The advanced sensor-based safety technology in today’s cars are a modern marvel. But your safety also depends on the contact your tires make with the ground. Maintain your tires properly, and they will take care of you and your passengers.
Tire maintenance isn’t difficult, but it requires some attention. Think of it as a regular task like refueling the tank. Here are six handy guidelines to ensure that you get the most out of your tires.
1. Check tire pressure every two weeks.
Use a high-quality tire gauge to maintain tire pressure. The recommended pressure level can be found on the inside of the driver’s door or the owner’s manual for original equipment tires. Filling tires with nitrogen reduces the loss of pressure (due to permeation through the tires), but you should still check tire pressures at least once a month. Never refill tires to the pressure listed on the sidewall, which is the maximum inflatable pressure. Overinflating tires increases the risk of a blow-out and can also cause uneven tread wear.
2. Consider the ambient temperature.
Be aware that changes in outside temperature (and altitude) affect the pressure inside of your tires, including for nitrogen-filled tires. Every 10-degree change in ambient temperature translates to a pound of pressure, up or down, inside the tires. Because air pressure decreases as you climb in altitude, tires can effectively lose two to three pounds of pressure at 5,000 to 6,000 feet, even if the ambient temperature remains the same. If you’re going on a road trip that involves rapid shifts in temperature or altitude, carry a tire gauge and check the pressures daily.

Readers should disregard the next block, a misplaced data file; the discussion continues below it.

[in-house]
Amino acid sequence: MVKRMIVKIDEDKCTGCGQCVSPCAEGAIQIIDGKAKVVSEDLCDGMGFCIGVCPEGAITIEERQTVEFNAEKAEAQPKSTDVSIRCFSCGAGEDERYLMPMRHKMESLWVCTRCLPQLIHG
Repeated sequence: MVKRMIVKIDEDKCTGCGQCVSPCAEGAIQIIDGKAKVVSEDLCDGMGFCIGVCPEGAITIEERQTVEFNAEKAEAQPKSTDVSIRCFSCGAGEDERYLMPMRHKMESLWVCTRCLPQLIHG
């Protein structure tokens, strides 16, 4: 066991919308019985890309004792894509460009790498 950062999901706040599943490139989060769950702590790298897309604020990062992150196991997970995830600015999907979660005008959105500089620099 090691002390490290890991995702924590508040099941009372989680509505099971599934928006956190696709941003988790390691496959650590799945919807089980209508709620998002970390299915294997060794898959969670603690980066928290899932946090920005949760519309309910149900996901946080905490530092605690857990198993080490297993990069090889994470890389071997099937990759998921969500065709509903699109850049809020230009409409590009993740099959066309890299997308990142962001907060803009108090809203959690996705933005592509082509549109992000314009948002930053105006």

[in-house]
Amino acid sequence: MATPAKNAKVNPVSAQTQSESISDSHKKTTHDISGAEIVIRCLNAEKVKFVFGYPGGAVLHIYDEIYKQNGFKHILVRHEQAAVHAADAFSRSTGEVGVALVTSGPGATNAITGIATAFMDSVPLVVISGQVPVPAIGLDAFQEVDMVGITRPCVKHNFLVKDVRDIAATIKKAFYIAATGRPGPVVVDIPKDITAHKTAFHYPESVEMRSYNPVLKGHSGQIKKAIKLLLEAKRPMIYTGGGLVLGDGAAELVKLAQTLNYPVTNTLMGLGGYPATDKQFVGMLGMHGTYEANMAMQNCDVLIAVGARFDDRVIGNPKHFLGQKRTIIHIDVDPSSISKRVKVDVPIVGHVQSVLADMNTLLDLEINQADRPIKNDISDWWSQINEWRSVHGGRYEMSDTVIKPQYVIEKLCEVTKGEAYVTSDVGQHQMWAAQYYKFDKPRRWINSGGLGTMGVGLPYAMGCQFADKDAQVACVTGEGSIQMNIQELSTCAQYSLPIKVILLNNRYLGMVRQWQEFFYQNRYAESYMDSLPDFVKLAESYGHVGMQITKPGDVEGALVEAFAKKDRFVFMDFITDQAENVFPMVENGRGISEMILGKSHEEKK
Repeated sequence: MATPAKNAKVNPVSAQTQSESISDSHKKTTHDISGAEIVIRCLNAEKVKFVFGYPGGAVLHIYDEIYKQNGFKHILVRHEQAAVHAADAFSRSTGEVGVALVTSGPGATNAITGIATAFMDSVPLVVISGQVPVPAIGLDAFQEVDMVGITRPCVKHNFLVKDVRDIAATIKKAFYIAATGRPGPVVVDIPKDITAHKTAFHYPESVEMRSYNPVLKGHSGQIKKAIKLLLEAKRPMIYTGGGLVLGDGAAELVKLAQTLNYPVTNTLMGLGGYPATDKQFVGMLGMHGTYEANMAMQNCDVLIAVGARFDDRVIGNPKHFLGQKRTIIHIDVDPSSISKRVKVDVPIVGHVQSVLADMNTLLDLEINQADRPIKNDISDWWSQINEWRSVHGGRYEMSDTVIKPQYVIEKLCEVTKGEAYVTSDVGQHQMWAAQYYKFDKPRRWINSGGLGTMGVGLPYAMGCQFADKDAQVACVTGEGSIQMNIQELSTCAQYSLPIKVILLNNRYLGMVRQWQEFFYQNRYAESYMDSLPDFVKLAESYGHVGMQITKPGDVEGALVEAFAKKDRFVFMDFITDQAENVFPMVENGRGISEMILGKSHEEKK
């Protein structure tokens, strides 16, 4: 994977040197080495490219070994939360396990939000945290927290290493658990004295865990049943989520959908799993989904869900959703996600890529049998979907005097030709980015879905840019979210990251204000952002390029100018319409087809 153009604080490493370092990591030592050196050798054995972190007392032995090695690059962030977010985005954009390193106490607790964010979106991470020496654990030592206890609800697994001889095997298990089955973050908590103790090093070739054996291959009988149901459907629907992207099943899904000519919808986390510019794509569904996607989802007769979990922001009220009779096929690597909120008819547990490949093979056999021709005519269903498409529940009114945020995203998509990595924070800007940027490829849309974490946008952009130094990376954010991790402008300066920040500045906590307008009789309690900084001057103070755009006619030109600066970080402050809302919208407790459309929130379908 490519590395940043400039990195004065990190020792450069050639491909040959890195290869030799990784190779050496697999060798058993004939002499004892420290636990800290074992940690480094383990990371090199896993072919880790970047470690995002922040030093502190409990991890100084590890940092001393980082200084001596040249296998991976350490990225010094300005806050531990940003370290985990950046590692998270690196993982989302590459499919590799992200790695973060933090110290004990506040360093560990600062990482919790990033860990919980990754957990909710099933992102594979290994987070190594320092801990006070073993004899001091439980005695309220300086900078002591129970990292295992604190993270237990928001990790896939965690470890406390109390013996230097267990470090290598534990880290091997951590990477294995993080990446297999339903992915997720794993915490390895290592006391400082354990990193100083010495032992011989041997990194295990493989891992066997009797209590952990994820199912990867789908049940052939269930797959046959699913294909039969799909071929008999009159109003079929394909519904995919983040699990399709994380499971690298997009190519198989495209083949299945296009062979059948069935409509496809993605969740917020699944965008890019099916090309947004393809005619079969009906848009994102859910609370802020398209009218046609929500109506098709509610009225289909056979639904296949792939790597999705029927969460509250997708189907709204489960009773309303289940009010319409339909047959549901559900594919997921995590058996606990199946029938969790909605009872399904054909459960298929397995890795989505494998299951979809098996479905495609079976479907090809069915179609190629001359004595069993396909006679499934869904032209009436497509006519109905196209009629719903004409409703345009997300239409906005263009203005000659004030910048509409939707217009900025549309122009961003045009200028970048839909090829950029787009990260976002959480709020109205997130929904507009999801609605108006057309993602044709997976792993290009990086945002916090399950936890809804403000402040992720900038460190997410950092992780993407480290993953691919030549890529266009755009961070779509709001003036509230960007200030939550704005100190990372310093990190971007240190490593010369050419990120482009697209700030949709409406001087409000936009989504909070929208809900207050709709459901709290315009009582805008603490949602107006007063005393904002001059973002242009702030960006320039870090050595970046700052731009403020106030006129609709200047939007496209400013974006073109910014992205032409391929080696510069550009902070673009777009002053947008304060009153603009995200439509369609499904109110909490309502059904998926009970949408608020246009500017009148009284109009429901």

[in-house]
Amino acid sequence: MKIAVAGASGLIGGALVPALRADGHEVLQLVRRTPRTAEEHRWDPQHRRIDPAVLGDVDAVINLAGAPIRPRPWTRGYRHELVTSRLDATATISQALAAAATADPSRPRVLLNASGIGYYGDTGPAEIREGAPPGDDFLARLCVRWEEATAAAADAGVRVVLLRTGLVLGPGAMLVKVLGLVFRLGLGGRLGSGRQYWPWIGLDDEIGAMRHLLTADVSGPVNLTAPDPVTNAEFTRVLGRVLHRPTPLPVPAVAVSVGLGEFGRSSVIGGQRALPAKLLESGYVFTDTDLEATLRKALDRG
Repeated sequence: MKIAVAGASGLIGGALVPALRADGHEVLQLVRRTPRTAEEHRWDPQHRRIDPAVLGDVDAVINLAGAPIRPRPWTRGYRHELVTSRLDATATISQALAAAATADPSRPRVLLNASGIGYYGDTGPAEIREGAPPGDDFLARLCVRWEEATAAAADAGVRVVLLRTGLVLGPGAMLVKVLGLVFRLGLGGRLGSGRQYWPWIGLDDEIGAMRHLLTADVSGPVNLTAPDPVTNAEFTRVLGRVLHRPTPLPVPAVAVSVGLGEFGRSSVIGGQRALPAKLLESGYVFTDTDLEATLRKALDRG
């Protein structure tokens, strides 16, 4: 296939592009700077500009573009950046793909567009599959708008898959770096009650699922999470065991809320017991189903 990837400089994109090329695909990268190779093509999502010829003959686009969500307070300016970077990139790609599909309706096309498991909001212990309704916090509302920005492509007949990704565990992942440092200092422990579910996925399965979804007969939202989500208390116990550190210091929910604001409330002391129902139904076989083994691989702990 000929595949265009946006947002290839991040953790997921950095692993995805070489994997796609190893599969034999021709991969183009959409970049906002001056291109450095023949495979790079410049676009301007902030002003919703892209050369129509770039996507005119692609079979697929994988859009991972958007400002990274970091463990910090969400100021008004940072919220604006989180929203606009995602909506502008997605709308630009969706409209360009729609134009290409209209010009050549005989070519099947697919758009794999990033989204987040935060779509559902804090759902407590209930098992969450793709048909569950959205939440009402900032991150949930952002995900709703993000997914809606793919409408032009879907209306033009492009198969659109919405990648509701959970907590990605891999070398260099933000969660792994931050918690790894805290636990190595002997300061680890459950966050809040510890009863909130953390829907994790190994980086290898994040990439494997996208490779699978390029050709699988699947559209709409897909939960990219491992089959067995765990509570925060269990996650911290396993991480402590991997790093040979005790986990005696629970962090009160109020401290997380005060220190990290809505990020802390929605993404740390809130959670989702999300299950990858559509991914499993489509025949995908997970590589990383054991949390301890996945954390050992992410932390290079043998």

3. Use tire dressing.
Ozone damage and dry rot can cause tires to fail, even if the treads are not worn out. If you live in an extremely dry climate, keep the exterior of the tires “wet” using a water-based tire dressing product. Before you apply the tire dressing, clean the tires with a tire brush to get rid of accumulated dirt and brake dust. Dry the tires off with microfiber or terry cloth towels before applying the dressing. Tire coatings are a semi-permanent alternative to tire dressing, providing several months of protection.
4. Rotate your tires every 5,000 miles.
Regular tire rotation helps maintain the best traction, balancing potential unevenness in tread wear. Follow the rotation guidelines in the owner’s manual. For example, front-wheel drive cars equipped with non-directional tires and wheels that are the same size and offset are usually rotated in a “forward-cross” pattern—whereas rear-wheel and four-wheel drive tires are rotated in a “rearward-cross.” Cars equipped with the same size wheels and directional tires are rotated front-to-rear, while vehicles with different size wheels and non-directional tires are rotated side-to-side.
5. Align your wheels.
Depending on the road conditions you frequently encounter, it’s advisable to get your wheels aligned every 20,000 to 25,000 miles. If your wheels fall out of alignment, it will not only impact steering response but can also cause the tires to wear out prematurely.
6. Keep track of your tire’s tread depth.
Periodically check the tread depth of your tires using a tread depth gauge or a penny. Stick the penny with Lincoln’s head upside down into the tread. If you can see all of Lincoln’s head, it’s time to replace the tires.